For the last couple of weeks I have been trying out the high-elbow underwater pull on my freestyle, as described very well by Gary Hall Sr (and capably demonstrated by Nathan Adrian) in the video above.
The general idea is that as you do your underwater pull, the elbow is bent and kept near to the surface of the water (with your hand closer to your body), rather than sweeping down the arm straight in a semi-circle. This seems so counter-intuitive to me - I was taught as youngster that a deep arm pull was essential for two reasons: 1) getting more power per arm stroke as your lever is longer 2) making sure you were using the correct muscle groups to avoid injury, namely the lats/trapezoids (back and side) rather than the weaker deltoid (shoulder).
Apparently though, while you do get extra power with the straight arm, it’s much less efficient in terms of drag. So while a slightly straighter arm might give a slight benefit for a 50m sprint, the body will tire more quickly for longer distances - which obviously makes injury more likely!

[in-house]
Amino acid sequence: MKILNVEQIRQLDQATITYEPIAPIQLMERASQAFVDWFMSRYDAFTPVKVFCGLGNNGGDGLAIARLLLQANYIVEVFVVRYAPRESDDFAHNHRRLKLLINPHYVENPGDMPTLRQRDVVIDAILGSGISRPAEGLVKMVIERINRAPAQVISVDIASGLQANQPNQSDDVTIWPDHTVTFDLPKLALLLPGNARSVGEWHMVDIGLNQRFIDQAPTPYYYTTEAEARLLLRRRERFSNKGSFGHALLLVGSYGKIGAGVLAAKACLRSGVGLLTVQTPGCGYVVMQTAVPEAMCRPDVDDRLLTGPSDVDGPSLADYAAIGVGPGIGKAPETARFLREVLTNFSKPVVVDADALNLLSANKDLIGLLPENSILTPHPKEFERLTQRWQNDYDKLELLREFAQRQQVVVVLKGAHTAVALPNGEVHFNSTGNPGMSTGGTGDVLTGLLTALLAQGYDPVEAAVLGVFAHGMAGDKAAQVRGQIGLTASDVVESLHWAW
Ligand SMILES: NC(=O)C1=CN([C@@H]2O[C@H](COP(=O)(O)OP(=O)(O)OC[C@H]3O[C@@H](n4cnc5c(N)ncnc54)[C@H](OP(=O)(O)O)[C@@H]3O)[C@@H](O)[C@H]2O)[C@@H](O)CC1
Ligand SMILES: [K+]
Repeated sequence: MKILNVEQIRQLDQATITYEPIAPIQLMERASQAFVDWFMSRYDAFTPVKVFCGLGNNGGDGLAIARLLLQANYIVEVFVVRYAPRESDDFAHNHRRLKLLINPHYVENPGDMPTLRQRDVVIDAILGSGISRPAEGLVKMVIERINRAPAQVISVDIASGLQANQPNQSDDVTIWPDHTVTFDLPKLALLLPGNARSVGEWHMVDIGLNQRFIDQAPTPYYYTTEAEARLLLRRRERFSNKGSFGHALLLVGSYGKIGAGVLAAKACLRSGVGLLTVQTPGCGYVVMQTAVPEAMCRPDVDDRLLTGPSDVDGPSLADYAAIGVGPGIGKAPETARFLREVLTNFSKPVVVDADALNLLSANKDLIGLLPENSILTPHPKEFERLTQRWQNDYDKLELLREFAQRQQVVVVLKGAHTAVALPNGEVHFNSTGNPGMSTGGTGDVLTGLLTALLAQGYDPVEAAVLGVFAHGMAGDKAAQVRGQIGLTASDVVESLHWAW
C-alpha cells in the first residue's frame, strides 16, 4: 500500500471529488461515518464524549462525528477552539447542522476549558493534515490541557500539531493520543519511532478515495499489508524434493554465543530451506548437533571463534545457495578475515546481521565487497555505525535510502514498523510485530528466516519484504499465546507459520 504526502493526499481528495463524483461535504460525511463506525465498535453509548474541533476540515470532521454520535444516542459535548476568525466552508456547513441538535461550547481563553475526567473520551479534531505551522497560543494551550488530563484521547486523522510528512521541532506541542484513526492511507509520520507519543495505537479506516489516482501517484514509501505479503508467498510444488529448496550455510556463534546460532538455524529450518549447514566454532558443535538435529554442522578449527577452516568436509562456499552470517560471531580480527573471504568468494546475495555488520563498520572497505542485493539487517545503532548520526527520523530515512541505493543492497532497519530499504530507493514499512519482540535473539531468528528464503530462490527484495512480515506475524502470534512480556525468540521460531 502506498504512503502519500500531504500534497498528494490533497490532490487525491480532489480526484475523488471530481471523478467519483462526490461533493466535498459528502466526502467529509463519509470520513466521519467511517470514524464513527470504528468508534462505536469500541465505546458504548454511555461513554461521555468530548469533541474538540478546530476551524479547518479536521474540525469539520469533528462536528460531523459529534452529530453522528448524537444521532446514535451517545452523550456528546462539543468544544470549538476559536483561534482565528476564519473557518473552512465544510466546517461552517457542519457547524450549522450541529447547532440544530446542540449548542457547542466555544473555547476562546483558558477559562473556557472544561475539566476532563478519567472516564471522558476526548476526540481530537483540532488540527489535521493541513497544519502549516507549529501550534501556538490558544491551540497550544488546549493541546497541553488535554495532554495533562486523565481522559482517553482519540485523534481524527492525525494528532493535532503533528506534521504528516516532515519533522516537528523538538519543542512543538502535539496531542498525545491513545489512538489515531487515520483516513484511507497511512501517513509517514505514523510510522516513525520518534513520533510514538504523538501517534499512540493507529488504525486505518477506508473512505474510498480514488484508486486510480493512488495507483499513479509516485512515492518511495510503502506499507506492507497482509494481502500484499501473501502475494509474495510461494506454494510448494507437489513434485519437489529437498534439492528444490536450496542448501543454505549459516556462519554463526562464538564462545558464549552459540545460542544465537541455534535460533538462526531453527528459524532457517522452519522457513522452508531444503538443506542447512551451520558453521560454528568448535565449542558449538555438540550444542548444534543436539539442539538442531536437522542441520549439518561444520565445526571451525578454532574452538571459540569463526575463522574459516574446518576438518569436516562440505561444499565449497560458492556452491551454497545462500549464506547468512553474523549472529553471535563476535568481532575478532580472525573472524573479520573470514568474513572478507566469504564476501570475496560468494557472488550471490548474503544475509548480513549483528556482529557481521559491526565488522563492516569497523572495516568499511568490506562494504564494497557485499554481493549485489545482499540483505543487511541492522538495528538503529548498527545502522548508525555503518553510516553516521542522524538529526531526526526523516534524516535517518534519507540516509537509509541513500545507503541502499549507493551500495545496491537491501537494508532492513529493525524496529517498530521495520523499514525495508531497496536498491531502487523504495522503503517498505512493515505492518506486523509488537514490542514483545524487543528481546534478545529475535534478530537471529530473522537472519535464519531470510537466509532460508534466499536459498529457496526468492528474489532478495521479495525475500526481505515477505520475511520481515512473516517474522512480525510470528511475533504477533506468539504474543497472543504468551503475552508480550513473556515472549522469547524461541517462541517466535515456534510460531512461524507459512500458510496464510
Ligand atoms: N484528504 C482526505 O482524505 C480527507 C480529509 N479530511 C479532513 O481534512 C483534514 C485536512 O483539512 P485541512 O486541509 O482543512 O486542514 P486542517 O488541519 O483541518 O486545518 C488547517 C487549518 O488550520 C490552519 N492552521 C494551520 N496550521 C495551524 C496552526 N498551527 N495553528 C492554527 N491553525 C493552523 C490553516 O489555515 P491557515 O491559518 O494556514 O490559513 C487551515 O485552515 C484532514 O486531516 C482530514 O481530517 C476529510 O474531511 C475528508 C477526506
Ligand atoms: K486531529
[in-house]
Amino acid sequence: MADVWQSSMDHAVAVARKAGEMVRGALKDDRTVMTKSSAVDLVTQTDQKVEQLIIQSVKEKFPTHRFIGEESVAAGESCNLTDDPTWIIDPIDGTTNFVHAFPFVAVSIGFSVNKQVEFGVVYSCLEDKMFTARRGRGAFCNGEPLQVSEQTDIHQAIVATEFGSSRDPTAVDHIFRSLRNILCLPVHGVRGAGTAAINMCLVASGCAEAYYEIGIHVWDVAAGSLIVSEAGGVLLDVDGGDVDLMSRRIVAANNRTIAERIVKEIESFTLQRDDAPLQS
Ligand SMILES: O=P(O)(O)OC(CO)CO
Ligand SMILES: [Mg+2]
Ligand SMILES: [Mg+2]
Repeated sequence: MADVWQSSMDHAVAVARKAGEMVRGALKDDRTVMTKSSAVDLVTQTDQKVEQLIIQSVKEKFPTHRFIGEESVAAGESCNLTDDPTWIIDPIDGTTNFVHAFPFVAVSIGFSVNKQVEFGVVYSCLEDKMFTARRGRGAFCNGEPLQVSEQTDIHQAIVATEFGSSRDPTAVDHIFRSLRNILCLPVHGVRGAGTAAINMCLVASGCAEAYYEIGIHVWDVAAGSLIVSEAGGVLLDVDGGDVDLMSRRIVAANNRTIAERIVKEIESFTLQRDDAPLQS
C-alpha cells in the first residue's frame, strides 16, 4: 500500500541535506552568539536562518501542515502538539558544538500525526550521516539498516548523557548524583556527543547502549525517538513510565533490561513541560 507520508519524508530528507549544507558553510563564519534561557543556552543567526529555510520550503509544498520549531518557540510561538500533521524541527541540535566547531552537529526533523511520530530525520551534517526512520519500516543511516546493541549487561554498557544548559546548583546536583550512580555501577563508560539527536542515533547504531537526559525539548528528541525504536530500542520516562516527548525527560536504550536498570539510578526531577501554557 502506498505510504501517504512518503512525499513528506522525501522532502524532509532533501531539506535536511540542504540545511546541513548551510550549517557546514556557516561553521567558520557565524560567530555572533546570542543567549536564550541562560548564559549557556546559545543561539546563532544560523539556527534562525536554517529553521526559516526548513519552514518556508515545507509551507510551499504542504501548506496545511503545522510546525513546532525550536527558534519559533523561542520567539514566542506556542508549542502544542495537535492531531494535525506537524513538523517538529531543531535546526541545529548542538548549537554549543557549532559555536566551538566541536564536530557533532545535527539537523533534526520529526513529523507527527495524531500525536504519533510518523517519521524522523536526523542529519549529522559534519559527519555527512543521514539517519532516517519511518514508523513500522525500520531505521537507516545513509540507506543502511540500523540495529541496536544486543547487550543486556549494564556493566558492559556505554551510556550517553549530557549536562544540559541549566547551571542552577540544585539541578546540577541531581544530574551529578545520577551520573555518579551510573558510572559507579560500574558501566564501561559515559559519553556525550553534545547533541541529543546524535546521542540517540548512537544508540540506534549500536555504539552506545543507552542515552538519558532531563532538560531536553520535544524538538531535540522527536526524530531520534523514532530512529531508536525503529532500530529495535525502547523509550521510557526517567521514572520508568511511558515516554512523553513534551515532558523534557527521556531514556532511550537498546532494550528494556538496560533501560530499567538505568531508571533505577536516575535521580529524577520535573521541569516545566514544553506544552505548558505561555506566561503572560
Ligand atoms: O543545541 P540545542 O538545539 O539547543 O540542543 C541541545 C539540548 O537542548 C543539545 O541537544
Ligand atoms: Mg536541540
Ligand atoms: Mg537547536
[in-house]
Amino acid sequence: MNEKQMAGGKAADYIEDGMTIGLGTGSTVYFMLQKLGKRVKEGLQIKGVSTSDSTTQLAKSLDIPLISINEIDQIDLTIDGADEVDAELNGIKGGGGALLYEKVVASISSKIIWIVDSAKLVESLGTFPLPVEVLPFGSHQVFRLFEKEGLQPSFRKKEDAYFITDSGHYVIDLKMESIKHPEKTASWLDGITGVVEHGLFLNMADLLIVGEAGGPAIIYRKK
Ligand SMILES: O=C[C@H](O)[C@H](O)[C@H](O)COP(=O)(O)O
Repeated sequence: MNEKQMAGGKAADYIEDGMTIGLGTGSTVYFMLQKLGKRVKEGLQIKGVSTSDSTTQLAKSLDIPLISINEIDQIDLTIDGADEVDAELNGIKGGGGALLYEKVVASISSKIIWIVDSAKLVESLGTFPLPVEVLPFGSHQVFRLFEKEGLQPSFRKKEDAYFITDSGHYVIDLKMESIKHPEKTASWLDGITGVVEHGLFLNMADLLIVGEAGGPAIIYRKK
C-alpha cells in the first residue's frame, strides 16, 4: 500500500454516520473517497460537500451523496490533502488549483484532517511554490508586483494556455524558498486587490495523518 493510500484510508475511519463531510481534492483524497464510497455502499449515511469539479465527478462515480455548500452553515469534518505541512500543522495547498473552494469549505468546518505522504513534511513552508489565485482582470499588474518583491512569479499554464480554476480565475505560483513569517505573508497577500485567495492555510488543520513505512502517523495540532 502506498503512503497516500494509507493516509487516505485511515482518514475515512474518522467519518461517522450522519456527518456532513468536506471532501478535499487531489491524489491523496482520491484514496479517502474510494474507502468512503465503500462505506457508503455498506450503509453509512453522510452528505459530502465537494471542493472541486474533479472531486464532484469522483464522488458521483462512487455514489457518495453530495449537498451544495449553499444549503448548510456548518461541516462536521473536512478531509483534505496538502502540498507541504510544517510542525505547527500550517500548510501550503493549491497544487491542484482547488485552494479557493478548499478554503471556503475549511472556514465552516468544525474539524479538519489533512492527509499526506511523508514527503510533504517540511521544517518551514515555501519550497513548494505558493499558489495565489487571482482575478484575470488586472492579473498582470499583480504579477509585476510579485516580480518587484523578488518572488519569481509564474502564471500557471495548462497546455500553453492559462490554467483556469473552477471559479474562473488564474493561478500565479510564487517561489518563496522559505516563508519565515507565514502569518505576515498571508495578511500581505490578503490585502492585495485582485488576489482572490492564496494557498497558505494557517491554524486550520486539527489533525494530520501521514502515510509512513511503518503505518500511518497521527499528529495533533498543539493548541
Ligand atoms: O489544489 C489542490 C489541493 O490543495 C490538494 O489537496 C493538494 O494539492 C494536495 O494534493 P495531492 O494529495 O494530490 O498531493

So why did I get taught the deep pull?
1. Back in the early 90s my (excellent) coach Jason was very receptive to new ideas and techniques, and when showing us the deeper pull was likely watching the insane (in all likelihood steroid assisted) straight arm motion of Le Jingyi - she did straight arm above the water as well as below, and didn’t seem to tire at all. It worked for her, maybe it could work for us?
2. My freestyle technique was pretty damn awful when Jason started coaching me - my catch at the front wasn’t long enough, my elbows weren’t high on recovery, I didn’t push all the way back to my hips, and my rotation was horrifically uneven, to the extent that I badly strained my trapezoid anyway. ‘Drag’ was less of an issue than getting to the other end in one piece!
3. Keeping it simple. I was too young to really apply the theory and realise what was happening under the water. Imagining the Countdown clock sweeping round is a pretty good way to get kids to push the full extent of the stroke.
These days however, I’m not doing unthinkable amounts of knackering cardio in the pool, nor am I worried about the person behind catching me up if I do my drills too slowly. I am extremely aware of any uneven rotation as my thirtysomething frame complains loudly at me when I do it. I am a grown-up and I have all the time in the world, so can concentrate on getting my technique right. Happily I also seem to be able to do breathing-every-5 as standard (thanks to the going-slowly mentioned above) so I can pay attention to what the hell is going on down there under the water. And you know what? The high elbow pull is AMAZING. I’m going at the same speed for less effort! It feels like cheating. And not in a Le Jingyi way. Cheers Gary Hall Sr!